July 31- August 7,1916

Each week, we look back at what was “in the news” the same week 100 years ago – as reported in the Cork Examiner in 1916.

By Nicola Stathers



Monday, July 31, 1916 


“The German Government repudiates the evil intentions attributed to it in the statement referred to by Sir Roger Casement and takes this opportunity to give a categoric assurance that the German Government desires only the welfare of the Irish people, their country and their institutions. The Imperial Government formally declares that, under no circumstances would Germany invade Ireland with a view to its conquest, or the overthrow of any native institutions in that country. Should the fortune of this great war, that was not of Germany’s seeking, ever bring in its course Gorman troops to the shores of Ireland, they would land there, not as an army of invaders to pillage and destroy but as the forces of a Government that is inspired by good will towards a country and a people for whom Germany desires only national prosperity and national freedom.’


Tuesday, August 1, 1916


Just seventy-five years ago today the first issue of this paper was published. It was founded by the late John F Maguire for the purpose of promoting the welfare of Ireland upon the lines that had been laid down of “Independent opposition” in Parliament until one or other of the existing great English Parties identified itself with the Irish  cause. It took almost half a century before circumstance and the late Charles Stewart Parnell brought about the alliance which even then was regarded as a mere stepping-stone to improving the position of Ireland.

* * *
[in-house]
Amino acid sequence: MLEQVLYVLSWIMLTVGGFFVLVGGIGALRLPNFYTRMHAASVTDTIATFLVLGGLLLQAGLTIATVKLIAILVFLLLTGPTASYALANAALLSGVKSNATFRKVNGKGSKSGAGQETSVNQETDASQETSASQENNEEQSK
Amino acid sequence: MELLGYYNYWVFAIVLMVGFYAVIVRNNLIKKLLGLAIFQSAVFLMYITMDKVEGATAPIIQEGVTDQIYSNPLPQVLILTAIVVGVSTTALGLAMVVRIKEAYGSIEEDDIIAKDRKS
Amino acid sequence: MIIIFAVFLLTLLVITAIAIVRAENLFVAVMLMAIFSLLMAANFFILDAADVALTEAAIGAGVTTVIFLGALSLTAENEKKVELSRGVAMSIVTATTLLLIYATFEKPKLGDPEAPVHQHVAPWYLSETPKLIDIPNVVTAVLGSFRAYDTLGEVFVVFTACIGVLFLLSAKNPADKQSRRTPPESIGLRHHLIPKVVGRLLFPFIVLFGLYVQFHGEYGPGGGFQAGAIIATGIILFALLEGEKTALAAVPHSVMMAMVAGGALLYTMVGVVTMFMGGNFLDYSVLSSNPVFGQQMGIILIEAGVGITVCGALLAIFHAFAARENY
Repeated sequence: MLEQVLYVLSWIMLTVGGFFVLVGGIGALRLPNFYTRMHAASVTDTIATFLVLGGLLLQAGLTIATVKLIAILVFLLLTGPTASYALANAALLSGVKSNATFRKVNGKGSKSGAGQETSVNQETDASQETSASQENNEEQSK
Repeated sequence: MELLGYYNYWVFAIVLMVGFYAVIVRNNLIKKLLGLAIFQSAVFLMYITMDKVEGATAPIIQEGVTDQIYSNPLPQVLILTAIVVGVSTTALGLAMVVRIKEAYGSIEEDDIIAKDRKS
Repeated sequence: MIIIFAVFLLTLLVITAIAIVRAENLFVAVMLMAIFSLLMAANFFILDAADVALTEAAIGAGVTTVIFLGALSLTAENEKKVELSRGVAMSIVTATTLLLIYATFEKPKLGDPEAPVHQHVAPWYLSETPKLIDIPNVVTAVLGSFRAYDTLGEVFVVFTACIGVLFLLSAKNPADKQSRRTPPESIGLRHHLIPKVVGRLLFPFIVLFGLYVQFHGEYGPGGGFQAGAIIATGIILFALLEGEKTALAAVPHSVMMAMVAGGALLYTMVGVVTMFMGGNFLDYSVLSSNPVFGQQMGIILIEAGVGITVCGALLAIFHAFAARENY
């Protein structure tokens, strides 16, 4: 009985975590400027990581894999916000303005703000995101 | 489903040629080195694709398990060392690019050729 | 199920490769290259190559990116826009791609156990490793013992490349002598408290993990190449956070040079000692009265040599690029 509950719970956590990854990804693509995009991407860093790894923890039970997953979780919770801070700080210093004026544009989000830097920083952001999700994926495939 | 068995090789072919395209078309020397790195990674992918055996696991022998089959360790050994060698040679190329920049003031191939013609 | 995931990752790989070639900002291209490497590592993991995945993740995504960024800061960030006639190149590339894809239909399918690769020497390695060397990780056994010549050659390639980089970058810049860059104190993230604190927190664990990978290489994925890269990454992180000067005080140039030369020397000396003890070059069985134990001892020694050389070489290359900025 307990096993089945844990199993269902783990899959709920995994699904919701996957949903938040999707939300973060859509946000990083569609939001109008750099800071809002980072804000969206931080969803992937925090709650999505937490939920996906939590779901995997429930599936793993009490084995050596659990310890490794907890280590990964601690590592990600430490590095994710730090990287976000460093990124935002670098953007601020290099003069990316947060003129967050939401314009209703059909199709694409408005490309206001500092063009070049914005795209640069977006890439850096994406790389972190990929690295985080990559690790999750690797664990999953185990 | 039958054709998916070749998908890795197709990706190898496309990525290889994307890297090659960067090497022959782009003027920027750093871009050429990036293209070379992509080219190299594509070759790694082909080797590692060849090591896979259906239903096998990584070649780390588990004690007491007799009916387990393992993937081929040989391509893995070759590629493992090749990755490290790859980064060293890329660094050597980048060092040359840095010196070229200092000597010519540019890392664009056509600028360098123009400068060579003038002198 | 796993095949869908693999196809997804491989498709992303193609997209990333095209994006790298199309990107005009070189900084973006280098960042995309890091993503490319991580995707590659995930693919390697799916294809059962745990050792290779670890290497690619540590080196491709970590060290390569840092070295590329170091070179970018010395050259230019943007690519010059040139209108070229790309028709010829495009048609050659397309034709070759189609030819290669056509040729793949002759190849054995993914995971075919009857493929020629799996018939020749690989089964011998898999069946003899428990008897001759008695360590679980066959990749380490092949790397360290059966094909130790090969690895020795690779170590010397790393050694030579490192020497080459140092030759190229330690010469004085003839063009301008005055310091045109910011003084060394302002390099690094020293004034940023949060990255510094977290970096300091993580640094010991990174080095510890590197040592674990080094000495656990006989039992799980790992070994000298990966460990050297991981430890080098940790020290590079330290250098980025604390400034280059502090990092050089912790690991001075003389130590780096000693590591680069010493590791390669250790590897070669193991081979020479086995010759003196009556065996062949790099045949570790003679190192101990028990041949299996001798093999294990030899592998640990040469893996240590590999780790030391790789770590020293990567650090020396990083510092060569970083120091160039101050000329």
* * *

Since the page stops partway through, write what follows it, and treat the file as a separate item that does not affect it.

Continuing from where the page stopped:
That it was not as successful as the originators hoped must be admitted. To a few of our own countrymen at least some of its want of speed in attaining our ends must be attributed. But on the whole it has wrought a wondrous and welcome change in the condition of the country.

…At no time was this paper conspicuous, we think, for self-laudation, but the times we live in are strange and to some extent demond from us bluntly to put before the public our present position, which is now, politically speaking, exactly as it was when the “Examiner” was founded.



The question of the government of Ireland during the continuance of the war was brought to a head by the motion which Mr. DIllon moved in the House of Commons yesterday…

Instead of Home Rule for 26 counties, Ireland is therefore to get from the Coalition a Unionist Chief Secretary, Dublin Castle is to be rehabilitated, and the Crimes Act is to be revived. Mr Asquith was good enough to express hope that the “transitional period” might be as short as possible.


  • WEARING SINN FEIN BADGES: Arrest in Cahirciveen

The young man John Curran, who was arrested in Cahirciveen on Friday evening last for wearing the Irish Volunteer and Sinn Fein badges and refusing to remove them when told by Constable Gallagher to do so, was released from custody  in the Cahirciveen police barrack from the time of his arrest until his release on yesterday evening.